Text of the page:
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Nasa picks three in space contest

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posted on Dec, 30 2009 @ 08:27 AM
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Nasa picks three in space contest


After reading this article on the BBC online site I felt rather deflated, while I fully understand the idea behind the New Frontiers programme, short-term, and cheap space science missions. and that "These are projects that inspire and excite young scientists" to quote Ed Weiler (associate administrator for Nasa's Science Mission Directorate) I can't help thinking these projects are a waste of money, surely the money could all be accumulated and put into a mission of greater value to us as the Human species, I mean come on, rocks from the Moon, a sample of Asteroid and the atmosphere and surface of Venus… I'm sorry but I really think the money would be better off put together and used for more substantial programs, for instance a manned mission to Mars, (that has been proposed) a probe to Europa to explore the supposed sea under the ice crust, ect ect, I know a few may shout out "it's a great short term program and stop bitching" and I'd have to agree to a certain extent that at least it keeps the space exploration business alive, but come on be honest, NASA would be much better off saving the $650m and using it for a more substantial project that could better our understanding of the solar system a bit further out than Venus….

What are your thoughts on this project? would you like to see the money go to bigger and bolder projects or do you think they have it right?




posted on Dec, 30 2009 @ 09:03 AM
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I dont think I trust NASA anymore. God only knows what they have discovered from the places we've been/studied...like Mars and The Moon. The info gets filtered before we get it, Im sure.
So, no. I dont think this is a great step.

Europe's space program is sending another orbiter to mars. Thats more interesting to me. Alot of nations are jumping on the space exploration bandwagon.

I am actually waiting on the private sector to start projects. Virgin Galactic has proven that NASA doesnt own the skies anymore. There are plenty of companies out there that could afford it.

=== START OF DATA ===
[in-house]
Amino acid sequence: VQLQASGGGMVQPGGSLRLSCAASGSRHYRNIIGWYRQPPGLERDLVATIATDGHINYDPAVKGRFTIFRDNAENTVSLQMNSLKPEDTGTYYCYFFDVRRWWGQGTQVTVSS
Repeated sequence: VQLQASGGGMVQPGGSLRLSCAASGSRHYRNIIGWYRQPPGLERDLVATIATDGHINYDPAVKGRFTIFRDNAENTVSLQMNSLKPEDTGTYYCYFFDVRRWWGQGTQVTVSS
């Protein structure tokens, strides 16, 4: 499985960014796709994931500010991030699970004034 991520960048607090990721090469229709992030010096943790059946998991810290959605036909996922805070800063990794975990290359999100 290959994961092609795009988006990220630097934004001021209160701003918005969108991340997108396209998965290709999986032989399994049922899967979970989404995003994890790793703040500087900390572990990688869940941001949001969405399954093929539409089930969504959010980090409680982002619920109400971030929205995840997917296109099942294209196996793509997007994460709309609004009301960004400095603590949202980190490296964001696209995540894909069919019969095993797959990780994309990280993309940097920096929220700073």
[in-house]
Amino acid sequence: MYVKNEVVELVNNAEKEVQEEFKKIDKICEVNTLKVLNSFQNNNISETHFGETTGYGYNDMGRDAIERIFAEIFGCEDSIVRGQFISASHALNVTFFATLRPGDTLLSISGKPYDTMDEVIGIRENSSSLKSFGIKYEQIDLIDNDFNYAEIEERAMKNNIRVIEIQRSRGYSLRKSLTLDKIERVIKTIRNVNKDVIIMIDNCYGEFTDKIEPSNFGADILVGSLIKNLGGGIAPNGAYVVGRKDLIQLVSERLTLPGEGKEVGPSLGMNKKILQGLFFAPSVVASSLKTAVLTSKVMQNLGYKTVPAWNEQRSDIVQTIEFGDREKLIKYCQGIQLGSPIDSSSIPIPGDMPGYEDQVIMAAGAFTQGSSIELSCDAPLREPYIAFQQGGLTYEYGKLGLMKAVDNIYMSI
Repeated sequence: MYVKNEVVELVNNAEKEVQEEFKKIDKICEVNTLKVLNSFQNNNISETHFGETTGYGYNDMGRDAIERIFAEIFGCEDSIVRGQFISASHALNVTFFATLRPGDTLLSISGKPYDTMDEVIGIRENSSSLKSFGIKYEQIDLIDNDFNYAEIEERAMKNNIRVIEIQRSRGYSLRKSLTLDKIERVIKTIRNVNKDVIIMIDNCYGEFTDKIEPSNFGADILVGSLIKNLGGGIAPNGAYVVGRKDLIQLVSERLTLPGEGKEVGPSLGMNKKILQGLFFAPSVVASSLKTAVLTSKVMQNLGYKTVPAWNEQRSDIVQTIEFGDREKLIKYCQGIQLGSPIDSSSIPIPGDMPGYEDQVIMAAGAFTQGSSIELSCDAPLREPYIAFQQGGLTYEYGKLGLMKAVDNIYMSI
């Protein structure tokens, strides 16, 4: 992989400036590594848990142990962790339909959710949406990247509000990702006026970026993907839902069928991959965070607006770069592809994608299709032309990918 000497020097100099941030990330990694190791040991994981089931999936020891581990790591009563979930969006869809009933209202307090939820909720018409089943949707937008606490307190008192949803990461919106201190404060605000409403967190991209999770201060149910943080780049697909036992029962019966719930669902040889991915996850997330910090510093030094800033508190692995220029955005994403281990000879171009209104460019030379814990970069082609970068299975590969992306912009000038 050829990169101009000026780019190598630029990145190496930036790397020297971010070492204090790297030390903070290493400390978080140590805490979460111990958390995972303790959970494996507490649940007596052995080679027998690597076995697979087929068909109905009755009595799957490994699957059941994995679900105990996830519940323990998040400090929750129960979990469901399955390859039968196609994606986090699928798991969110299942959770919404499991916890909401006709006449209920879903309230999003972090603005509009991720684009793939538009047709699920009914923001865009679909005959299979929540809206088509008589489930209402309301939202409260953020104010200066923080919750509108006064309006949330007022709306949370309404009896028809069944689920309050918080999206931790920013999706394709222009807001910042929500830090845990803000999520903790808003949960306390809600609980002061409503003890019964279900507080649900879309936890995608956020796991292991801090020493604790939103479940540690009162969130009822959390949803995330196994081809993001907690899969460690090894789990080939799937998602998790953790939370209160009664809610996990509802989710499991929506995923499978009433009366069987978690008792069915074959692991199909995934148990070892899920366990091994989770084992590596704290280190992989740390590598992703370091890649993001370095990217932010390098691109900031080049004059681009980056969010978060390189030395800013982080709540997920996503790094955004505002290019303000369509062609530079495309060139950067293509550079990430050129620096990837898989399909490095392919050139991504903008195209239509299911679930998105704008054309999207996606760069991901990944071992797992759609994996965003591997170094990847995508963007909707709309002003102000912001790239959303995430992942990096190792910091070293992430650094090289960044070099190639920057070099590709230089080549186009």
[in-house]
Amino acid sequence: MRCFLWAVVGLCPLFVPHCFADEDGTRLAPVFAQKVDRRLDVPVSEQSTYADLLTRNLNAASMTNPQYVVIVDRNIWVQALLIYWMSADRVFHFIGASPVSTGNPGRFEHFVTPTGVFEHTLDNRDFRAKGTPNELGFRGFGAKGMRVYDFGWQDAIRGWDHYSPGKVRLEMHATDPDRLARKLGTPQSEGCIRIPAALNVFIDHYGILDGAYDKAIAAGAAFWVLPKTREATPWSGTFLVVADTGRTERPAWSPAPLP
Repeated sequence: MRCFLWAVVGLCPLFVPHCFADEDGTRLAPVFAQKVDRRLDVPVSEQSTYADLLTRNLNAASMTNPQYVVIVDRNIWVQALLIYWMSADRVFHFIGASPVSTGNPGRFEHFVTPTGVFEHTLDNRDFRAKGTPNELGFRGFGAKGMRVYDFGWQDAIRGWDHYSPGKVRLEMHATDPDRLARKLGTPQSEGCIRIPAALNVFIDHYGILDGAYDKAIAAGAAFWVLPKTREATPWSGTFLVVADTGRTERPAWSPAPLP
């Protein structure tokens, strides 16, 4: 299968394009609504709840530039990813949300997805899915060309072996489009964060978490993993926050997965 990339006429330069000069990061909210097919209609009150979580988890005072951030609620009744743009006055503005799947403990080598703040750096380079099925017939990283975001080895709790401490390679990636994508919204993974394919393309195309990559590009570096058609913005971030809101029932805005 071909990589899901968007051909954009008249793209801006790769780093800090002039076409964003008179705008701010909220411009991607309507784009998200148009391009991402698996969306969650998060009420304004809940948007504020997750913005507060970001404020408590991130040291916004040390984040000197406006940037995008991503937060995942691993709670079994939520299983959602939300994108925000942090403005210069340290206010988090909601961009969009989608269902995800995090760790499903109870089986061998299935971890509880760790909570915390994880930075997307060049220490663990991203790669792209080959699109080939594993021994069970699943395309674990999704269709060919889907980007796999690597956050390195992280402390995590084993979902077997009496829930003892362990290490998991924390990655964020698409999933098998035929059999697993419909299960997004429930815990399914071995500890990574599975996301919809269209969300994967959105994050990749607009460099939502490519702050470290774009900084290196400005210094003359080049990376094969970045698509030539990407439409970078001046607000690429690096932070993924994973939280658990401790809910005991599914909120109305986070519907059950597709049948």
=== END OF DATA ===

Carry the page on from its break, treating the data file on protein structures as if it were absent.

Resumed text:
Wouldnt it be cool to see NASA take a back seat to exploration?



posted on Dec, 30 2009 @ 09:16 AM
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reply to post by InertiaZero
 



Thank God I'm not the only one who feels this way, yes I do think the Mars orbiter is a step forward in the right direction, but if you think about it we already have one that controls the two rovers, ok it may not do special scientific experiments like the proposed ESA project but we do still have one, a more advanced orbiter would be very beneficial.

I was having a conversation on here a little while back about the private sector getting involved in space exploration, (can't remember which thread) and I think many many people think it's the right way to go, the private sector would have a different agenda and budget to the government controlled agency's, and you never know they may even be honest with what they find and tell the general public… maybe



posted on Dec, 30 2009 @ 09:44 AM
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reply to post by Majestic RNA
 


theres no immidiate financial return for the private sector to conduct deep space missions.

NASA/ESA have been working together on future europa & titan missions these are outside of the new horizons program.



posted on Dec, 30 2009 @ 10:07 AM
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My vote would be for an atmospheric probe on Venus.

NASA has speculated on the possibilities of life in the atmosphere of Venus, and has encountered anomalous readings in the atmosphere that could point to life as one of the explanations for those readings. There are disequilibriums of chemical compounds that on Earth are only caused by life.

Here's an excerpt from a NASA paper that contains some very interesting insight as to why some scientists think there may be life in the clouds of Venus:


3.3 Present Life

Could bacterial life exist in the atmosphere of Venus today? Although this is considered unlikely, the possibility of life in the clouds or the middle atmosphere of Venus has not been ruled out by any observations made to date. While the atmosphere is both dry and acidic,extremophilic life has adapted to far more harsh conditions on Earth.

There is some evidence that the trace-gas constituents of the Venus atmosphere are not in chemical equilibrium with each other. On Earth, the primary source of disequilibrium in the atmospheric chemistry is the activities of biological processing; could disequilibrium on Venus also be a sign of life? In 1997, David Grinspoon made the suggestion that microbes in the clouds and middle atmosphere could be the source of the disequilibrium. In 2002, Dirk Schulze-Makuch independently proposed that observations of the Venus atmosphere by space probes showed signatures of possible biological activity.